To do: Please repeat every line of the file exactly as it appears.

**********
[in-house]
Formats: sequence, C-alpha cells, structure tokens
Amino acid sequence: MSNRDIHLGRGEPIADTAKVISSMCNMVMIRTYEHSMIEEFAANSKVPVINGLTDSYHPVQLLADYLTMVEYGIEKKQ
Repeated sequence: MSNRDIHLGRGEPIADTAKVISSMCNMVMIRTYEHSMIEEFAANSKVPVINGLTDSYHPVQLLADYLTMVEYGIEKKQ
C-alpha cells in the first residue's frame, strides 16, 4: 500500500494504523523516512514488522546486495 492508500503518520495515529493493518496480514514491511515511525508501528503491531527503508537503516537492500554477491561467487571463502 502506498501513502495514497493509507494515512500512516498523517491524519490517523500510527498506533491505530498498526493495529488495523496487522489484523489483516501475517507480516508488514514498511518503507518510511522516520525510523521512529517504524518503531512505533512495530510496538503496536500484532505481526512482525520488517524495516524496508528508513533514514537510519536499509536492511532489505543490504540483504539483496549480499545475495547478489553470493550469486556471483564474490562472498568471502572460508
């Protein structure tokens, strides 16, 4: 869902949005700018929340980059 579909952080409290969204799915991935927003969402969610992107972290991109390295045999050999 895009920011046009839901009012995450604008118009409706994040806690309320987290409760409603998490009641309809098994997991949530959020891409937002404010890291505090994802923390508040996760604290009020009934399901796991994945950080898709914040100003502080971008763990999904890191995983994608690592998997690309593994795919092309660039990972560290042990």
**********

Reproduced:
[in-house]
Formats: sequence, C-alpha cells, structure tokens
Amino acid sequence: MSNRDIHLGRGEPIADTAKVISSMCNMVMIRTYEHSMIEEFAANSKVPVINGLTDSYHPVQLLADYLTMVEYGIEKKQ
Repeated sequence: MSNRDIHLGRGEPIADTAKVISSMCNMVMIRTYEHSMIEEFAANSKVPVINGLTDSYHPVQLLADYLTMVEYGIEKKQ
C-alpha cells in the first residue's frame, strides 16, 4: 500500500494504523523516512514488522546486495 492508500503518520495515529493493518496480514514491511515511525508501528503491531527503508537503516537492500554477491561467487571463502 502506498501513502495514497493509507494515512500512516498523517491524519490517523500510527498506533491505530498498526493495529488495523496487522489484523489483516501475517507480516508488514514498511518503507518510511522516520525510523521512529517504524518503531512505533512495530510496538503496536500484532505481526512482525520488517524495516524496508528508513533514514537510519536499509536492511532489505543490504540483504539483496549480499545475495547478489553470493550469486556471483564474490562472498568471502572460508
């Protein structure tokens, strides 16, 4: 869902949005700018929340980059 579909952080409290969204799915991935927003969402969610992107972290991109390295045999050999 895009920011046009839901009012995450604008118009409706994040806690309320987290409760409603998490009641309809098994997991949530959020891409937002404010890291505090994802923390508040996760604290009020009934399901796991994945950080898709914040100003502080971008763990999904890191995983994608690592998997690309593994795919092309660039990972560290042990």